I assume the Court is going to side with the companies. I assume also that the Biden FCC is going to be much less deregulatory than the Reagan, Clinton, Bush, Bush II, and Trump FCCs. (Obama’s FCC was interesting). So maybe this particular case doesn’t matter very much. 9/12
BUT I find it noteworthy that while so many people are hot and bothered about private corp control of social media, there is much less concern about private corp control of the airwaves. 10/12
All of which is to say that today’s boring admin law case raises deep Qs about what free speech means in a country in which control of our most important mass public forums is not only entirely privately-owned but dominated by huge commercial for-profit entities. 11/12
These are questions we need to be talking about as free speech Qs. At least if we think freedom of speech requires a vibrant and diverse public debate about political and social matters. 12/12.
Update: In a truly shocking development, the majority of justices on SCOTUS appear sympathetic to the broadcasting companies. Who could have guessed? Excellent summary of today's arguments here: scotusblog.com/2021/01/argume…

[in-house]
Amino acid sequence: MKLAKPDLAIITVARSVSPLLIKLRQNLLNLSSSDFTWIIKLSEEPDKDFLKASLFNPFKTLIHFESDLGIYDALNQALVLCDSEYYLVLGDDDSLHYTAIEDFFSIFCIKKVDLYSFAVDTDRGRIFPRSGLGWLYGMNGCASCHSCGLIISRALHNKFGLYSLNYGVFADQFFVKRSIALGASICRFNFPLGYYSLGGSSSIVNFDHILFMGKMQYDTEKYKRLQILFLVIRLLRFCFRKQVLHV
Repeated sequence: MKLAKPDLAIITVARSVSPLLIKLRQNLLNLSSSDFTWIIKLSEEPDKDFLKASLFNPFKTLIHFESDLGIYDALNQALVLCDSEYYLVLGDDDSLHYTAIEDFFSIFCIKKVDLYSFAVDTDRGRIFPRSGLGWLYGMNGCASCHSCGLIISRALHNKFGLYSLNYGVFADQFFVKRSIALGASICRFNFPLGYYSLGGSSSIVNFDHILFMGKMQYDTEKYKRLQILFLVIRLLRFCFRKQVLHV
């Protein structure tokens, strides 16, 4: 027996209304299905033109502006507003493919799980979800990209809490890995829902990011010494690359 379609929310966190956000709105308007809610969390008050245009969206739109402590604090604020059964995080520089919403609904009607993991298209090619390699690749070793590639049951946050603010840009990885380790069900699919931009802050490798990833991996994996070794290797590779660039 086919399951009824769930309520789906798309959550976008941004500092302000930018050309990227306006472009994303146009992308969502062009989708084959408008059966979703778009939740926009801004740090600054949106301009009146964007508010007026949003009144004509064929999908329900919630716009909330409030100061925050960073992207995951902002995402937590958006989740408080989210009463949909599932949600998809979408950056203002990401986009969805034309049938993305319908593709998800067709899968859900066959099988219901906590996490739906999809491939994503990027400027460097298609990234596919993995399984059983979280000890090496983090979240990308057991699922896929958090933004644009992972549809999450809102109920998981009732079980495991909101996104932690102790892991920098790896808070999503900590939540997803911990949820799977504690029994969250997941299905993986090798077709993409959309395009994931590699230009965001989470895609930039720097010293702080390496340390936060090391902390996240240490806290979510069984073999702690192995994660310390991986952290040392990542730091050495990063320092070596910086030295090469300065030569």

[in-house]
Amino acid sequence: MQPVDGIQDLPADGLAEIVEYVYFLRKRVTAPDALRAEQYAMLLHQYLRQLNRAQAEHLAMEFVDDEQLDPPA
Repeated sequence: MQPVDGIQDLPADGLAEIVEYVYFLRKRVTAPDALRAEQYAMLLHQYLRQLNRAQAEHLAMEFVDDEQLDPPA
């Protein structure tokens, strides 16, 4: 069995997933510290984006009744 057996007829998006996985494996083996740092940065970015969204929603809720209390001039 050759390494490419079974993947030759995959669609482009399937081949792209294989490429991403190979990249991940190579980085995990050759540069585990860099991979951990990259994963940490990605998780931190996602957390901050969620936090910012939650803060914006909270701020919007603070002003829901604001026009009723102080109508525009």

• • •

Missing some Tweet in this thread? You can try to force a refresh

Keep Current with Genevieve Lakier

Genevieve Lakier Profile picture

Stay in touch and get notified when new unrolls are available from this author!

Read all threads

This Thread may be Removed Anytime!


Twitter may remove this content at anytime! Save it as PDF for later use!

Try unrolling a thread yourself!

how to unroll video
  1. Follow @ThreadReaderApp to mention us!

  2. From a Twitter thread mention us with a keyword "unroll"
@threadreaderapp unroll

Practice here first or read more on our help page!

More from @glakier

13 Jan
It is interesting to me, apropos my earlier thread,
that one of the things those arguing for impeachment keep emphasizing is Trump’s lies.